The rationale for using CoQ10 to treat statin myalgias was so overwhelming that Merck & Co, Inc. (NJ, USA) decided to pursue a patent for a CoQ10-statin combination product.[101,102] Merck & Co, Inc. was eventually issued two patents for this product, which was meant to counteract the statin-associated myopathy and to reduce the elevated transaminase levels produced by the statin.[101,102] However, there are only a few small, randomized, trial showing that CoQ10 is effective at reducing statin-induced myalgias. Larger randomized trial should be performed to confirm these results. In current day practice, with the lack of large randomized trials, CoQ10 seems to be a reasonable approach for treating statin-induced muscle pains.
Muscle biopsies and blood samples were tested in 132 patients who developed statin myalgias. The results of this trial were presented at the American College of Rheumatology in 2004. Patients experiencing muscle pains on statins were 11-times more likely to be a heterozygous carrier for the carnitine palmitoyltransferase-2 deficiency, and 31% of muscle biopsies evaluated had carnitine abnormalities. Moreover, patients were 20-times more likely to be carriers for McArdle's disease (a glycogen storage disease), and a third had lipid storage problems. This trial suggests that people who experience muscle pains on a statin are more likely to have an underlying metabolic muscle disease with the symptoms of statin muscle pain being brought out in these carriers. Furthermore, almost 50% of the analyzed samples had CoQ10 (ubiquinone) levels that were 2–4 standard deviations below normal. Therefore, supplementing with both CoQ10 and l-carnitine may be a rationale approach to treating certain statin myalgias. Despite the high prevalence of carnitine abnormalities in patients with statin myalgia, there are no randomized controlled trials showing that l-carnitine treats this adverse reaction.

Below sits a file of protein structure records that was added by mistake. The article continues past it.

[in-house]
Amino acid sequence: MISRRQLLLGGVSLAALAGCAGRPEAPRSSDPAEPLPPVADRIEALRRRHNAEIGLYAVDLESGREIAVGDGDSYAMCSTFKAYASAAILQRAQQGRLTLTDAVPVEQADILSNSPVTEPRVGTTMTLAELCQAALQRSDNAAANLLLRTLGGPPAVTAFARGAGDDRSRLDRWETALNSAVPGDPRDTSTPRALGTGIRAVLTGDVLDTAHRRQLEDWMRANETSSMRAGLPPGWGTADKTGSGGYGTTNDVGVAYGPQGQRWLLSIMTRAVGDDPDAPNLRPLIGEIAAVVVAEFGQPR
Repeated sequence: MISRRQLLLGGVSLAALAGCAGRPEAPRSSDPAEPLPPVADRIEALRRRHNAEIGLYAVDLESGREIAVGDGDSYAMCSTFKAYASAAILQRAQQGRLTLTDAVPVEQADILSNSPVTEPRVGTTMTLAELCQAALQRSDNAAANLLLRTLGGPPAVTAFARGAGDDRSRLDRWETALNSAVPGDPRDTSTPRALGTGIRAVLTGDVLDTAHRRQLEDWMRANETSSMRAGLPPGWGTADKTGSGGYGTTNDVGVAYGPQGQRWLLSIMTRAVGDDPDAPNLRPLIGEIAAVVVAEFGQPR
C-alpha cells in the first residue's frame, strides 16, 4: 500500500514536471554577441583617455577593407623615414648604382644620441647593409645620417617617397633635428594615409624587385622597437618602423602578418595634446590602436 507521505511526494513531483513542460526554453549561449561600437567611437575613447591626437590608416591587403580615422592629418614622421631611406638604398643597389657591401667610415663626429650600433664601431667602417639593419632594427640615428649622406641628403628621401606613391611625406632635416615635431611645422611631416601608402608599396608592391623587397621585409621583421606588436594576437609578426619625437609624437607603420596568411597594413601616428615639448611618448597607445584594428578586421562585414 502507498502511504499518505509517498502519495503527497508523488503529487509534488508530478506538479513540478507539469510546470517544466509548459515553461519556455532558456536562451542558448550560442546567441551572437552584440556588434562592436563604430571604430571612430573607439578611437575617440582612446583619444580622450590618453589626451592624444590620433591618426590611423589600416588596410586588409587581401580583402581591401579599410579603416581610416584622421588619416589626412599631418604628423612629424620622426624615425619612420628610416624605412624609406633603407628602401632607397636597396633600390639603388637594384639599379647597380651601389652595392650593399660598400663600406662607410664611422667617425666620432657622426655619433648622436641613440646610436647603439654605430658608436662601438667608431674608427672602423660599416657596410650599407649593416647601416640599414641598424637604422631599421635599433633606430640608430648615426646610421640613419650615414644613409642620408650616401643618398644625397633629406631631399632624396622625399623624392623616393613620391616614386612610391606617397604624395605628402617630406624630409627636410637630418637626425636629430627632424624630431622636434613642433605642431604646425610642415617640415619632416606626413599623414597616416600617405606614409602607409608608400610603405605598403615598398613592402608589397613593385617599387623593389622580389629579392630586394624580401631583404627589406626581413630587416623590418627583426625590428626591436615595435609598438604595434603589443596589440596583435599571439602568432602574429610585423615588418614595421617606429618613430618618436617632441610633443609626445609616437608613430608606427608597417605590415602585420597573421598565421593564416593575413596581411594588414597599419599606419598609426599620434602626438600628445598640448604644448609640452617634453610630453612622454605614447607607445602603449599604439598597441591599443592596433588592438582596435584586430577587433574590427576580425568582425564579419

In summary, it has been proposed that CoQ10 can help to treat statin myalgia. While this is not conclusive, there are two randomized controlled trials showing significant improvements in the severity of muscle pain with the use of CoQ10 in patients treated with statins. Thus, it is not unreasonable to supplement a patient who is experiencing muscle pains on a statin with CoQ10. While there are no clinical trials showing improvements in muscle pain with the use of l-carnitine, patients who experience statin myalgia frequently have carnitine abnormalities. It is too soon to recommend l-carnitine for statin myalgia, but future trials should test this supplement to see if it has any place for this adverse effect. Other common alternatives for treating statin myalgias are supplementation with vitamin D or vitamin B12, especially in the setting of suboptimal serum levels.
Ruling out drug interactions, especially medications that inhibit intestinal and liver CYP enzymes, is a reasonable approach in order to determine the cause of statin myalgia. Simply lowering the dose of a statin or introducing it again slowly may also help with these side effects. If someone is experiencing muscle pain on a statin, a CK level should be checked to make sure that the statin does not need to be immediately ceased. When the CK level is elevated (>10,000 U/l), it may indicate rhabdomyolysis (muscle breakdown), which can lead to renal and respiratory failure, pancreatitis and hepatotoxicity.